March is Women's History Month

Mon 11 2008

March is Women's History Month and classroom resources and lesson plans abound.

Explore the National History Education Clearinghouse website and use our search functions to locate materials. History Content search options offer a filtered gateway to history websites and primary sources on the web at large. Through the On-Line Lectures search, audio files related to women's history include The Salem Witchcraft Trials, and Wage-Earning Women: Teaching about Gender and Work in U.S. History.

In other venues, Roads from Seneca Falls offers material on U. S. women's history and leadership for K-12 students and teachers and includes lesson plans, activities, primary sources, and brief biographies. Visitors are invited to register and ask Mrs. Stanton a question.

The Smithsonian exhibit American Women: A Selection from the National Portrait Gallery is an interactive look at the lives of women reformers, activists, athletes, first ladies, artists, and entertainers from colonial times to the modern day. The site includes a children's activity guide, and each portrait includes a brief biographical sketch of the subject and information about the artist.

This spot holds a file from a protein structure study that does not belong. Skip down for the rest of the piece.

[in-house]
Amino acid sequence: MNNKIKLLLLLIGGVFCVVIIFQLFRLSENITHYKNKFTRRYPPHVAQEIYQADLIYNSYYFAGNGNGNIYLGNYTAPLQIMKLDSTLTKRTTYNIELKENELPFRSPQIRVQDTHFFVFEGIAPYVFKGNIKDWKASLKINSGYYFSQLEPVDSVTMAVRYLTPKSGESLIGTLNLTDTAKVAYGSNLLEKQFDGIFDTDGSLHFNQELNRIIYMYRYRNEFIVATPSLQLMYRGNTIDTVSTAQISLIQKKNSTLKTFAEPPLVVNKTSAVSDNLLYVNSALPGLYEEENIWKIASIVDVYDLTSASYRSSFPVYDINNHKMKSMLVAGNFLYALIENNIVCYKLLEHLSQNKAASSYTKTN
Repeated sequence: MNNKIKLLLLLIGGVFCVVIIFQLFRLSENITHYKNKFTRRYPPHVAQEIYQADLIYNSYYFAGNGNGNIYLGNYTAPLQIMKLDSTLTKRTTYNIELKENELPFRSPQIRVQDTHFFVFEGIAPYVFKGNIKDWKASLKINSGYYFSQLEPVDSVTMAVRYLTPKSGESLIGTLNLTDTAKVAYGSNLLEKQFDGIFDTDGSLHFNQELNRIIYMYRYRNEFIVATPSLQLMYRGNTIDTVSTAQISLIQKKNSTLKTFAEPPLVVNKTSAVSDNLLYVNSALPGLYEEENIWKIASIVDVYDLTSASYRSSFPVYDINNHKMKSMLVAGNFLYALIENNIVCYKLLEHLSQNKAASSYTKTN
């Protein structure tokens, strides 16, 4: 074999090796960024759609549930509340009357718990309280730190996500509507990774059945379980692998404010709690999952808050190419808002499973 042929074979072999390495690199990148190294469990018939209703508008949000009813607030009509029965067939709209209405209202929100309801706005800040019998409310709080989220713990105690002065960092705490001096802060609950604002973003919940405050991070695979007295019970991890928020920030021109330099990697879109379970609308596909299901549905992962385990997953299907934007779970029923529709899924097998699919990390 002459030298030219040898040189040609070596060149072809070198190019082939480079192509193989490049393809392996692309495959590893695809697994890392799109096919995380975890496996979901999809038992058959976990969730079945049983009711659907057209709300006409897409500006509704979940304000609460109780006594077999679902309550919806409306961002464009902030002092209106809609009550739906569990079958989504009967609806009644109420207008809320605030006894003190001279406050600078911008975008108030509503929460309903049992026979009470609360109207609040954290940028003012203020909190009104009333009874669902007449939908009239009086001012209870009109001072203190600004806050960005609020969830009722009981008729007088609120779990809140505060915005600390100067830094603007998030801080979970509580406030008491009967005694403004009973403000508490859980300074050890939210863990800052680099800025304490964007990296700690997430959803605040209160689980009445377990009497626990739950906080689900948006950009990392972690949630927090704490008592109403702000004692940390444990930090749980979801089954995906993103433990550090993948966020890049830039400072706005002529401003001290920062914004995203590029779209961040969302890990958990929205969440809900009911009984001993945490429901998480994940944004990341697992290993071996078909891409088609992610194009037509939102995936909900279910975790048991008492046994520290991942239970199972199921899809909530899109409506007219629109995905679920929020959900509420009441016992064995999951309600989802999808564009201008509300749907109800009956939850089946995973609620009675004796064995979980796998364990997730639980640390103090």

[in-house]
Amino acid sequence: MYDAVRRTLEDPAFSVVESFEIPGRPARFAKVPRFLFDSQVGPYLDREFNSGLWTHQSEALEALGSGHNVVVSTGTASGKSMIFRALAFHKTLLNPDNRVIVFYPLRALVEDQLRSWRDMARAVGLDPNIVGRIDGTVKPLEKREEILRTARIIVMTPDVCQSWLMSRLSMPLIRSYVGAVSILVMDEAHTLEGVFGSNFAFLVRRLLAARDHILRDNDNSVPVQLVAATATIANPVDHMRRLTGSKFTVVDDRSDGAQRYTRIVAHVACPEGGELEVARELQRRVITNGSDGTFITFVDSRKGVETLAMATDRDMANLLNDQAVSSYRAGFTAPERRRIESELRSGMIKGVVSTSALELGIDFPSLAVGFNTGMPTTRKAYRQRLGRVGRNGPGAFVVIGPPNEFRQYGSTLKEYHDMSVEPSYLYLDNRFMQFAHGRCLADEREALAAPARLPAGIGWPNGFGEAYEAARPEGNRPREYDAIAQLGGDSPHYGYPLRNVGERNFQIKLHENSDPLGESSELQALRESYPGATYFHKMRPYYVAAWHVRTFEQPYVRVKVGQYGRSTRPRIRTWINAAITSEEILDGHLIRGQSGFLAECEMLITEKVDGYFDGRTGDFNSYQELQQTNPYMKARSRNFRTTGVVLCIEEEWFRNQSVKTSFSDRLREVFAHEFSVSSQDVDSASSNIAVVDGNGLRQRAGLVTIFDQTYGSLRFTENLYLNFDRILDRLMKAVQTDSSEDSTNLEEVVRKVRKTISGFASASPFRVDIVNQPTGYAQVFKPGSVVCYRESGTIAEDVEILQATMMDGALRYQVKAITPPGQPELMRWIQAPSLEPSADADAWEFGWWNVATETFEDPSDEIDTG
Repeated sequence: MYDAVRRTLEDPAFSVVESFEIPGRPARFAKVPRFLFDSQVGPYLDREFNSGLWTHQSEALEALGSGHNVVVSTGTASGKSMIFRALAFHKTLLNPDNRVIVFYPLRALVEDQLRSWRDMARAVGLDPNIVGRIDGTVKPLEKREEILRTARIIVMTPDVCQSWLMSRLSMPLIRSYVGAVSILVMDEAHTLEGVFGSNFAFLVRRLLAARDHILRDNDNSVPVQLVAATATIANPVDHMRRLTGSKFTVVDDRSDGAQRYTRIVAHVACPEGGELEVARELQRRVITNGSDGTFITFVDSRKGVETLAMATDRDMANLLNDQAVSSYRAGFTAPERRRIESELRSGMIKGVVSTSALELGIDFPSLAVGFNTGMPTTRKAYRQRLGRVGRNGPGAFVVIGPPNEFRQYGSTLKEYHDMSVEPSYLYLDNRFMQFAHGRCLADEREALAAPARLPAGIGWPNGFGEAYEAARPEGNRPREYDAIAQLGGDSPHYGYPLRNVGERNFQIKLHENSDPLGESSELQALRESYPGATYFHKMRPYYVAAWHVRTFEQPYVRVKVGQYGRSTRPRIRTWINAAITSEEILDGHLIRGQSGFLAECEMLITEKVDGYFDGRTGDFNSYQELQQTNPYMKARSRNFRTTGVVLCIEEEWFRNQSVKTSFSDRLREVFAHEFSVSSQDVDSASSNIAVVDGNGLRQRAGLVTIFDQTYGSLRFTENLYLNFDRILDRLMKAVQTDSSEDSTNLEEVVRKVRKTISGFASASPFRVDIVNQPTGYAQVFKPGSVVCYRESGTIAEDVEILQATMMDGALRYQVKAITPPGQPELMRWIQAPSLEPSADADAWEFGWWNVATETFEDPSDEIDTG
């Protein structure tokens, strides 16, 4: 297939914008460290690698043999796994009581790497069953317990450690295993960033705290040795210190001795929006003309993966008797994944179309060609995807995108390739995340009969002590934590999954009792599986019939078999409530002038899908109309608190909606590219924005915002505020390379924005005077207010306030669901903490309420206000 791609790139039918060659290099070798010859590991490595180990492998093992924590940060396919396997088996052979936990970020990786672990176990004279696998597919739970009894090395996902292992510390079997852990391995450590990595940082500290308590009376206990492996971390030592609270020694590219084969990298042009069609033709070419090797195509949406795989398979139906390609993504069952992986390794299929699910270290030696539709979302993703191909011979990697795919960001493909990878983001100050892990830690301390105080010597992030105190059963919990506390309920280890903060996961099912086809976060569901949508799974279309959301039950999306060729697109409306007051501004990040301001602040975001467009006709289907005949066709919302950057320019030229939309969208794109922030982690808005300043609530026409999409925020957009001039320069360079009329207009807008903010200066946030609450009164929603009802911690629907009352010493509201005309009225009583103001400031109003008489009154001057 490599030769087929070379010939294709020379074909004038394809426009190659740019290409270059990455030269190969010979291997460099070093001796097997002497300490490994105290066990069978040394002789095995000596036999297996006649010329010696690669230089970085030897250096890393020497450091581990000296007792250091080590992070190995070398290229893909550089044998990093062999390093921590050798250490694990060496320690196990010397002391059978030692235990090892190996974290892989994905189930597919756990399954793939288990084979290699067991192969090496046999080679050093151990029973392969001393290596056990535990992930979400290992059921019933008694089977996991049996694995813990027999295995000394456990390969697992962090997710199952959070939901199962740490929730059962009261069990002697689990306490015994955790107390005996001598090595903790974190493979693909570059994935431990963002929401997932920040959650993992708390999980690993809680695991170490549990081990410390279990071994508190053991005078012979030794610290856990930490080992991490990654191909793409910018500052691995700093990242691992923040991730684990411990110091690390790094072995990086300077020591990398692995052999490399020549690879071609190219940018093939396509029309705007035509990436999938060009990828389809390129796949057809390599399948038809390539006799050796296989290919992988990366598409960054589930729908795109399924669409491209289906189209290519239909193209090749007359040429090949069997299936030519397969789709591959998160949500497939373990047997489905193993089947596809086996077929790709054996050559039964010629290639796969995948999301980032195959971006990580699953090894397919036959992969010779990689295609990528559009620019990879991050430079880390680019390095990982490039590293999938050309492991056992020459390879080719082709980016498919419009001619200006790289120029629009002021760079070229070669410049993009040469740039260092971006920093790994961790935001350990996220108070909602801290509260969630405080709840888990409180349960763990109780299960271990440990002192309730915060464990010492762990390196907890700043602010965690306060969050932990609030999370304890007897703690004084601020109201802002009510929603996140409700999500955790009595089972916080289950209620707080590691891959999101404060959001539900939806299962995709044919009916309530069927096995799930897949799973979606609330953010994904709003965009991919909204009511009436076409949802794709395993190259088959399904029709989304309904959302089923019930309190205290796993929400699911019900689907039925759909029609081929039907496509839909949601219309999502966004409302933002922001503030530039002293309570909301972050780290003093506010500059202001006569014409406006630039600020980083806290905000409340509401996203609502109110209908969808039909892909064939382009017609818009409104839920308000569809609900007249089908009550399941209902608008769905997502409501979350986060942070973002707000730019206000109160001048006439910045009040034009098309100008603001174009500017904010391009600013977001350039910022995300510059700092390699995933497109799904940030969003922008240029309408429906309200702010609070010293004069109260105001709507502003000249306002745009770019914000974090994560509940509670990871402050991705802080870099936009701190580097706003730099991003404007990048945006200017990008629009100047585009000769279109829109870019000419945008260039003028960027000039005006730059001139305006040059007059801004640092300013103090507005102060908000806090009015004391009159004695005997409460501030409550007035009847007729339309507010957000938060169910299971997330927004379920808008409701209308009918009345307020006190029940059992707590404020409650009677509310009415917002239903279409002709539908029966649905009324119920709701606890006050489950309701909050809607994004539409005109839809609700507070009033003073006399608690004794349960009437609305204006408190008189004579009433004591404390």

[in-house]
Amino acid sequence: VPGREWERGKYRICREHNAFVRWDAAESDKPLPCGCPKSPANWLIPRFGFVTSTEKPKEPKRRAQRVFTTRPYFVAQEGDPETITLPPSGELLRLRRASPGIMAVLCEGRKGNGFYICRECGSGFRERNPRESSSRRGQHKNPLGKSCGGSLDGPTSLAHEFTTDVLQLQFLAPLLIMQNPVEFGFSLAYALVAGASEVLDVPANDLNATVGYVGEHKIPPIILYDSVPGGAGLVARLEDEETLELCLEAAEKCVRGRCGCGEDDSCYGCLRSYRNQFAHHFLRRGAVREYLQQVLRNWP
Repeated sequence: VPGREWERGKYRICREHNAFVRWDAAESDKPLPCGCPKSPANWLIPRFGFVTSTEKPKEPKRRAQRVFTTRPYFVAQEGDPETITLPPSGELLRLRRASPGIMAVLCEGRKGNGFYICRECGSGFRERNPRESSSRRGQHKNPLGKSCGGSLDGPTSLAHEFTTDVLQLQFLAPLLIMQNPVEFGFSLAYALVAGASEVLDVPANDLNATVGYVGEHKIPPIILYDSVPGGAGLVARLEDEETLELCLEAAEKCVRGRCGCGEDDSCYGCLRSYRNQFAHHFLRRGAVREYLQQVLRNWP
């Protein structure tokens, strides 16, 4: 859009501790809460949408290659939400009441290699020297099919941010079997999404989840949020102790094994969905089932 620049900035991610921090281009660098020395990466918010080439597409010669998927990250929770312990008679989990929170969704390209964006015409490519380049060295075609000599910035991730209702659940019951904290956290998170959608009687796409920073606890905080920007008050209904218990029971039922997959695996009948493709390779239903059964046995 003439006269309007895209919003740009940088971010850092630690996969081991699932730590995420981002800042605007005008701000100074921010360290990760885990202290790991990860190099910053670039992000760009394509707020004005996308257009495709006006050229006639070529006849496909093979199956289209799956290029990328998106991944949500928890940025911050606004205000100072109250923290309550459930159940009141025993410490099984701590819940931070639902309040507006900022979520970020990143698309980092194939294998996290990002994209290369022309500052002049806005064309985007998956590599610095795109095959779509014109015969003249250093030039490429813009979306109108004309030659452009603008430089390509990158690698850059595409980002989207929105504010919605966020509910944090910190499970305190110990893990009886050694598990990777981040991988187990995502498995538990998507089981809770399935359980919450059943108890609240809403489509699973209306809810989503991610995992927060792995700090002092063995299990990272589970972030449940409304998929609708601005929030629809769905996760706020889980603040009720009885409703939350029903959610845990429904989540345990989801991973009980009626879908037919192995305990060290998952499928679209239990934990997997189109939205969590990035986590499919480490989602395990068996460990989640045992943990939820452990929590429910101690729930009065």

Gifts of Speech: Women's Speeches from Around the World provides transcripts of over 400 speeches from women as diverse as Elizabeth Cady Stanton, Emma Goldman, Betty Friedan and Ayn Rand. The search function helps pull diverse speeches into collections of common subject areas.

The National Park Service offers links and lesson plans to women's history sites as part of the Teaching with Historic Places program. Places for women's history include the the Hornbeck Homestead Complex in Colorado's Florissant Valley, where a single mother of four established a ranch in the 1870s; the Prudence Crandall House in Connecticut, where efforts toward abolition and quality education for African Americans took place in the 1830s; and the Brucemore Mansion in Cedar Rapids, Iowa, which looks at the lives of servants in early twentieth century America.

About the Author

Lee Ann Ghajar is a digital history associate in Public Projects at CHNM and a PhD candidate in American history at George Mason University.